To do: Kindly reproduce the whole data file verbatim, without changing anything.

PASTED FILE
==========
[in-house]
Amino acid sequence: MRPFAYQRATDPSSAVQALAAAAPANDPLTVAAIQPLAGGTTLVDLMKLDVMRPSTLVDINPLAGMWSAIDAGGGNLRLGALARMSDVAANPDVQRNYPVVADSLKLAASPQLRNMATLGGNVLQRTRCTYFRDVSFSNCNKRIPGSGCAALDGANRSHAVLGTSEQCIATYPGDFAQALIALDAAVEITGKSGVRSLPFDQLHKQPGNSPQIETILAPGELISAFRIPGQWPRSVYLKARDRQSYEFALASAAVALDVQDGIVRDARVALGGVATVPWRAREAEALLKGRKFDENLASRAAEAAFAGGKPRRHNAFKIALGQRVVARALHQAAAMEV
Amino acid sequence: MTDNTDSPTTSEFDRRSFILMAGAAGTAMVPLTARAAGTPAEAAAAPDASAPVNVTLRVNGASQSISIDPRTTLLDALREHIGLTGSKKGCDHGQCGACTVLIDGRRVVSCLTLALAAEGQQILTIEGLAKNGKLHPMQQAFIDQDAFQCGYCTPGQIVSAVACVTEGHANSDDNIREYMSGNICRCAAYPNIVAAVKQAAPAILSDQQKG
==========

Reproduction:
[in-house]
Amino acid sequence: MRPFAYQRATDPSSAVQALAAAAPANDPLTVAAIQPLAGGTTLVDLMKLDVMRPSTLVDINPLAGMWSAIDAGGGNLRLGALARMSDVAANPDVQRNYPVVADSLKLAASPQLRNMATLGGNVLQRTRCTYFRDVSFSNCNKRIPGSGCAALDGANRSHAVLGTSEQCIATYPGDFAQALIALDAAVEITGKSGVRSLPFDQLHKQPGNSPQIETILAPGELISAFRIPGQWPRSVYLKARDRQSYEFALASAAVALDVQDGIVRDARVALGGVATVPWRAREAEALLKGRKFDENLASRAAEAAFAGGKPRRHNAFKIALGQRVVARALHQAAAMEV
Amino acid sequence: MTDNTDSPTTSEFDRRSFILMAGAAGTAMVPLTARAAGTPAEAAAAPDASAPVNVTLRVNGASQSISIDPRTTLLDALREHIGLTGSKKGCDHGQCGACTVLIDGRRVVSCLTLALAAEGQQILTIEGLAKNGKLHPMQQAFIDQDAFQCGYCTPGQIVSAVACVTEGHANSDDNIREYMSGNICRCAAYPNIVAAVKQAAPAILSDQQKG